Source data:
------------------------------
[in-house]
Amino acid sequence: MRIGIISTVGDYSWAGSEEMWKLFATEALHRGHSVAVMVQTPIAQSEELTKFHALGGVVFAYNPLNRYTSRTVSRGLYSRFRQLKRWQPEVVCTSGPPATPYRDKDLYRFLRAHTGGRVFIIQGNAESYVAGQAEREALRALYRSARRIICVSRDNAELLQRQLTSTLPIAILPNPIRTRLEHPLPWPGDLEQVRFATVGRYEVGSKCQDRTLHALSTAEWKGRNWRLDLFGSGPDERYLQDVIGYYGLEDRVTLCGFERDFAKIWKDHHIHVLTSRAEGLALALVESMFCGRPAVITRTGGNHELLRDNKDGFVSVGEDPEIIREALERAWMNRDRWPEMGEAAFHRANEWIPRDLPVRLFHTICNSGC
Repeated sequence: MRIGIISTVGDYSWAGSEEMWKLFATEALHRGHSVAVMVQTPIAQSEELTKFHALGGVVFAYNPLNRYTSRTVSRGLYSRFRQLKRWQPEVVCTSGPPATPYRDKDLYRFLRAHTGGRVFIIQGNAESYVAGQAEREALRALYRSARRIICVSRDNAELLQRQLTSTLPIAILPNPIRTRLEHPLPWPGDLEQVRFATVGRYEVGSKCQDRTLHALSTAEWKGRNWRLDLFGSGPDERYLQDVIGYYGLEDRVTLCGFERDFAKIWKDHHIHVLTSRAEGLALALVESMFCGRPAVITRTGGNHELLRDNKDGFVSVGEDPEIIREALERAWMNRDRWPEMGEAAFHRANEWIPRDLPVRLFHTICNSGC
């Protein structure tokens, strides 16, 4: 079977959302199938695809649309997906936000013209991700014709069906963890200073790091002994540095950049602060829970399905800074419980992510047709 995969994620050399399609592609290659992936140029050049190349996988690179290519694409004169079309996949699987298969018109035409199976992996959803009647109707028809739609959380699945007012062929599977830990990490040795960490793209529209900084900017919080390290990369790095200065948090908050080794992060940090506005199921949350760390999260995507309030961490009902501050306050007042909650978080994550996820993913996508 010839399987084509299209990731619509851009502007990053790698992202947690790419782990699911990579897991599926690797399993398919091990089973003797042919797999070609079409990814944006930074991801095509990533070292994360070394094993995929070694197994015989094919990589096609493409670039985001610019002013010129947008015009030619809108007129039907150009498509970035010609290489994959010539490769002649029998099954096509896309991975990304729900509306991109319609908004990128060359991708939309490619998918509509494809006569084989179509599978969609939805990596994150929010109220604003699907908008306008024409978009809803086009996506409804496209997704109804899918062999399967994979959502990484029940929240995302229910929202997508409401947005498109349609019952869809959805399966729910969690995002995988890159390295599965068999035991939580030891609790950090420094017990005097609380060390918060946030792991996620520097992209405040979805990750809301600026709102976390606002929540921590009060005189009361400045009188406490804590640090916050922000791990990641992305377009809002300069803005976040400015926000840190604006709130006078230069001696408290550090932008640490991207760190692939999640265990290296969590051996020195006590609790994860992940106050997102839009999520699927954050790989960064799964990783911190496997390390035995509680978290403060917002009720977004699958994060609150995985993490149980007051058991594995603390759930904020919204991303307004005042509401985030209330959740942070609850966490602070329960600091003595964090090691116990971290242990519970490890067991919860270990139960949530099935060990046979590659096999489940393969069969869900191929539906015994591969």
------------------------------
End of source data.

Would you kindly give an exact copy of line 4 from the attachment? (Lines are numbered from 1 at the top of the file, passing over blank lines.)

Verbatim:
């Protein structure tokens, strides 16, 4: 079977959302199938695809649309997906936000013209991700014709069906963890200073790091002994540095950049602060829970399905800074419980992510047709 995969994620050399399609592609290659992936140029050049190349996988690179290519694409004169079309996949699987298969018109035409199976992996959803009647109707028809739609959380699945007012062929599977830990990490040795960490793209529209900084900017919080390290990369790095200065948090908050080794992060940090506005199921949350760390999260995507309030961490009902501050306050007042909650978080994550996820993913996508 010839399987084509299209990731619509851009502007990053790698992202947690790419782990699911990579897991599926690797399993398919091990089973003797042919797999070609079409990814944006930074991801095509990533070292994360070394094993995929070694197994015989094919990589096609493409670039985001610019002013010129947008015009030619809108007129039907150009498509970035010609290489994959010539490769002649029998099954096509896309991975990304729900509306991109319609908004990128060359991708939309490619998918509509494809006569084989179509599978969609939805990596994150929010109220604003699907908008306008024409978009809803086009996506409804496209997704109804899918062999399967994979959502990484029940929240995302229910929202997508409401947005498109349609019952869809959805399966729910969690995002995988890159390295599965068999035991939580030891609790950090420094017990005097609380060390918060946030792991996620520097992209405040979805990750809301600026709102976390606002929540921590009060005189009361400045009188406490804590640090916050922000791990990641992305377009809002300069803005976040400015926000840190604006709130006078230069001696408290550090932008640490991207760190692939999640265990290296969590051996020195006590609790994860992940106050997102839009999520699927954050790989960064799964990783911190496997390390035995509680978290403060917002009720977004699958994060609150995985993490149980007051058991594995603390759930904020919204991303307004005042509401985030209330959740942070609850966490602070329960600091003595964090090691116990971290242990519970490890067991919860270990139960949530099935060990046979590659096999489940393969069969869900191929539906015994591969």